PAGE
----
Articles With "international" Tag

Anti-Smog Design with Solar Drop + Wind Tower [S2]

Antismogparis

Anti-Smog is a prototype project envisioned for a post-industrial area of Paris that aims to invent a new architecture — auto-sufficient, depolluting architecture, reactive to its environment.  The Vincent Callebaut Architectures prototype relies heavily on building-integrated, green innovation such as vertical axis wind turbines, rooftop solar panels, and living walls and greenery.  The result is a design that not only borders on positive energy as a self-sufficient structure, but one that moves into a refreshing realm of natural architecture that can clean and replenish the surrounding air.

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Huangbaiyu, Tough Combo of Sustainability + Urbanism

Huangbaiyu China

In January of this year, Frontline/World reporter Timothy Lesle published a three-part, video documentary on Huangbaiyu called "China: Green Dreams – A NOT SO model village."  Here’s a teaser intro to the report: "The village of Huangbaiyu in rural northeast China was supposed to be a model for energy-conscious design.  The initial project was to build 400 sustainable homes, a collaboration between U.S. architect William McDonough and the Chinese.  But something went awry.  [Timothy Lesle] traveled to the region to investigate."  I’m not going to tell the whole story — the series is quite compelling, and Mr. Lesle presents an honest perspective of Chinese urbanization. 

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A Prefab M-Hotel on the Cusp

m-hotel by tim pyne

I love the possibilities and ideas presented by the m-hotel from Tim Pyne.  That said, I can’t say there’s anything green about the concept (that is soon to be a reality) other than two things, possibly: (1) it’s a non-permanent structure (7-10 years) where the parts can be reused differently in the future and dismantled to make way for a different use on the site, and/or (2) it’s a prefab structure and prefab has the potential for green benefits such as material savings, lower construction waste, and minimized site disturbance, etc.  But still, it’s cool and innovative.  The m-hotel is designed as a series of steel-framed slot boxes that slide into the frame (which makes for easy dismantling in the future). 

The striped m-hotel as you see above is being considered for Sclater Street in London.  If approved, the hotel will have 32 units each measuring 16 x 36 feet (576 sf).  Work may begin as soon as this summer and should be complete by end of the year.  I can’t wait to see the finished product. 

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The First Positive Energy Mixed-Use Building in the World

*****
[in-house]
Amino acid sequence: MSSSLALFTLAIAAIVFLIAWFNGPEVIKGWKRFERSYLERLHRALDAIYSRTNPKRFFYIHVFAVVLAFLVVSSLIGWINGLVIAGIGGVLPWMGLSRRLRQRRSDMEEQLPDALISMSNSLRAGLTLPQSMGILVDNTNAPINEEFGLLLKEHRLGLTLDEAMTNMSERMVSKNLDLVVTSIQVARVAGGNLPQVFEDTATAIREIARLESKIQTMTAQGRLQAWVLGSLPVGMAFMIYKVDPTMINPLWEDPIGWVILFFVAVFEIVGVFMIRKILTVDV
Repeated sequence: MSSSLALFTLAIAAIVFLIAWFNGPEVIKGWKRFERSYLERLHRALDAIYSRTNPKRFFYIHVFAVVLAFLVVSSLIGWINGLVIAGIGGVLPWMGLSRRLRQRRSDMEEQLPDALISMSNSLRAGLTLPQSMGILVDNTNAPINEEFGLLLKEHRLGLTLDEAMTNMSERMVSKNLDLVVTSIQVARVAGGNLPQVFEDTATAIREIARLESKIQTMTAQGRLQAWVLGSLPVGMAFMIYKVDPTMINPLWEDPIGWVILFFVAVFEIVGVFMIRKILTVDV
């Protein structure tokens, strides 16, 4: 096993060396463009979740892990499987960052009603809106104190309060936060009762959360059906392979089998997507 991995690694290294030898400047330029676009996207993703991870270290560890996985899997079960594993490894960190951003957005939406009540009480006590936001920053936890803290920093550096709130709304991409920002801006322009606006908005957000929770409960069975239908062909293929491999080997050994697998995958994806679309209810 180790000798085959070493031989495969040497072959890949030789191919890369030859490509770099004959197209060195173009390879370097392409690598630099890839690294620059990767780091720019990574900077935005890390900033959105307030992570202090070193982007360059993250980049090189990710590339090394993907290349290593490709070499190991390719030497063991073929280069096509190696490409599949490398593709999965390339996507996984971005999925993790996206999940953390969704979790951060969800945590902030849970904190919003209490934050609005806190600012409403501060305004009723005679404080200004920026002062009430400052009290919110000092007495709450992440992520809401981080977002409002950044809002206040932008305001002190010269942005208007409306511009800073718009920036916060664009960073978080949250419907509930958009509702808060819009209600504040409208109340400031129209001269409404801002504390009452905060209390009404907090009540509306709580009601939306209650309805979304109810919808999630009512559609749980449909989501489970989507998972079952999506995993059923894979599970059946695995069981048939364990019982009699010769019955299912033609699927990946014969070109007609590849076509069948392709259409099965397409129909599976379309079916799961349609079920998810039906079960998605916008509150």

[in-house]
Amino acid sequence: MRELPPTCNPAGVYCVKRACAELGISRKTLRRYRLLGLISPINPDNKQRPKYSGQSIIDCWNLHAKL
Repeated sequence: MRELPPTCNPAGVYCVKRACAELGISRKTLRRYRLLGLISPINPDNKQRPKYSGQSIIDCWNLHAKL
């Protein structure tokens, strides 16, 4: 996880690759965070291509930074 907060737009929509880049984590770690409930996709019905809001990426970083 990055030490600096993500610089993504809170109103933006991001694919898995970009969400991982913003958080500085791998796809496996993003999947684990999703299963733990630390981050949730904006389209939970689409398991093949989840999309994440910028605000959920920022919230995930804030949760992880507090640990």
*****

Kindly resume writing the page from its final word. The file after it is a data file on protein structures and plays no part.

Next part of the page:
Masdar Headquarters

Just last week, Chicago architecture firm Adrian Smith + Gordon Gill was chosen to design the world's first positive energy, mixed-use building for the world's first zero-carbon, zero-waste, car-free city called Masdar.  As a "positive energy" building, the design aims to generate more energy each day than it consumes.  The 1.4 million sf headquarters shown above will serve as the centerpiece of Masdar City, which will end up being about a $22 billion development in Abu Dhabi.

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[Video] William McDonough on Natural World Design

This is a brand spanking new video of the inspiring William McDonough speaking at the World Future Energy Summit in January 2008.  He wrote the book on this topic — and it’s made of plastic for a reason.  In the video, McDonough talks about taking action:  Less bad is not good.  Efficiency per se won’t cut it.  This is high quality, unmissable video.  You may find the following links helpful as you listen:

++Masdar – Zero Carbon, Zero Waste City in Abu Dhabi
++Office Building of the Future – Just Like a Tree!

Via scribe media.

Carbon Neutral Lighthouse in the UK

Lighthouseuk

In England, a handful of efficient demonstration homes have been built on the grounds of the Building Research Establishment Ltd, including “The Lighthouse,” which is the first net zero carbon house in the UK.  The house is also the first to attain level six in the Code for Sustainable Homes, which indicates that it is carbon neutral. The two-bedroom house is only 93.3 square meters (barely over 1000 sq. ft.) in a 2-1/2 story building.  The building has solar panels and evacuated solar tubes on its roof, as well as making use of passive measures with ventilation chimneys.  It also incorporates rainwater catchment as part of the building design.
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